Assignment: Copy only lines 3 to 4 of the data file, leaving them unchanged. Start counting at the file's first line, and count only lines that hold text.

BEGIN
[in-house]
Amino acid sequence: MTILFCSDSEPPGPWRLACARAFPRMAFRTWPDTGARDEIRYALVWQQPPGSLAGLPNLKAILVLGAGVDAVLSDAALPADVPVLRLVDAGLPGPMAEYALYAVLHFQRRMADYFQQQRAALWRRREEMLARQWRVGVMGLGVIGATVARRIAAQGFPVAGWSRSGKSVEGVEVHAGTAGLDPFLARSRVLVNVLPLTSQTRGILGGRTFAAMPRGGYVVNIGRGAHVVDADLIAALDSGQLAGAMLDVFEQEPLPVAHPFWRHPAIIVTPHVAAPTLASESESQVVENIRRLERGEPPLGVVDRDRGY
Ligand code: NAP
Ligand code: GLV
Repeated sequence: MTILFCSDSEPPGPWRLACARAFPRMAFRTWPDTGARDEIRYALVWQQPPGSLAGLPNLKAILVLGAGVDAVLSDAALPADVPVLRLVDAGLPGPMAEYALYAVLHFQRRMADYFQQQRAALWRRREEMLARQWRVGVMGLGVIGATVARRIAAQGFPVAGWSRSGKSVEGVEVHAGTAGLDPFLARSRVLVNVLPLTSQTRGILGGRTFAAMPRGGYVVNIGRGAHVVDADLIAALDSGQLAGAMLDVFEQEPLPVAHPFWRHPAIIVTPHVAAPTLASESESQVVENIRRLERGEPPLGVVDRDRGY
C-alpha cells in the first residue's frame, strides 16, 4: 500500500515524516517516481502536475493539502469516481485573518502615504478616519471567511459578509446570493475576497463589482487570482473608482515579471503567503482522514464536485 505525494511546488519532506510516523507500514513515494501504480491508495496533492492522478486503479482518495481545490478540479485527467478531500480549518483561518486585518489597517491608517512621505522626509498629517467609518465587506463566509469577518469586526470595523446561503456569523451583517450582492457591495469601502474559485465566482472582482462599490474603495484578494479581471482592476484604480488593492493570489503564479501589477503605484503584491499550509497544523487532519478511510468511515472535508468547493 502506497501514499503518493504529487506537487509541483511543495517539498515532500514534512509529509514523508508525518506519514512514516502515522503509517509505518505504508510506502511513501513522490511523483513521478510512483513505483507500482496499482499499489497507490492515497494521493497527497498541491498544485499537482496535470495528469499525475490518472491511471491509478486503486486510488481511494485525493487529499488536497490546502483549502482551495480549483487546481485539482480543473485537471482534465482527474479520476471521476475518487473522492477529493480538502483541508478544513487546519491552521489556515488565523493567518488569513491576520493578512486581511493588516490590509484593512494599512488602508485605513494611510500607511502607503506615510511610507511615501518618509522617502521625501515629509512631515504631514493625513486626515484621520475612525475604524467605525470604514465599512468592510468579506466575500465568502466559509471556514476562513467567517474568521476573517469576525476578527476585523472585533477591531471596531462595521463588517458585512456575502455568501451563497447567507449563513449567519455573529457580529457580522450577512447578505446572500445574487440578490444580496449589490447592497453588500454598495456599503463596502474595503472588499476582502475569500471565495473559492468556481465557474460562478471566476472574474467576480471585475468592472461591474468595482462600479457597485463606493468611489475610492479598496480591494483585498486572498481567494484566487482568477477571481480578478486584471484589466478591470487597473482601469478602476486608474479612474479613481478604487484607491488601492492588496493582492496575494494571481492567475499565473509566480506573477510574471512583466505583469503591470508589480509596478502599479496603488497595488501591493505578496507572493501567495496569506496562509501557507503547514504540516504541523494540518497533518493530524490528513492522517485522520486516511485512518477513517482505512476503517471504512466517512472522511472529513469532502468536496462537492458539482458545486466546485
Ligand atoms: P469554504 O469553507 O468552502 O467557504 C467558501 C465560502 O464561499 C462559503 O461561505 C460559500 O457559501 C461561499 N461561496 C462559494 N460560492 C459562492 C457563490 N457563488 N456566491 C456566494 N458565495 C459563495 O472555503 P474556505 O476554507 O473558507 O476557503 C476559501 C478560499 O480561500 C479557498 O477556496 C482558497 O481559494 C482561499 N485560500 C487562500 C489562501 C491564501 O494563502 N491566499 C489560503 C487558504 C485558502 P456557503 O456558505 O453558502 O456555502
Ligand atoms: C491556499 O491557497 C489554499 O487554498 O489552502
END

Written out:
Ligand code: NAP
Ligand code: GLV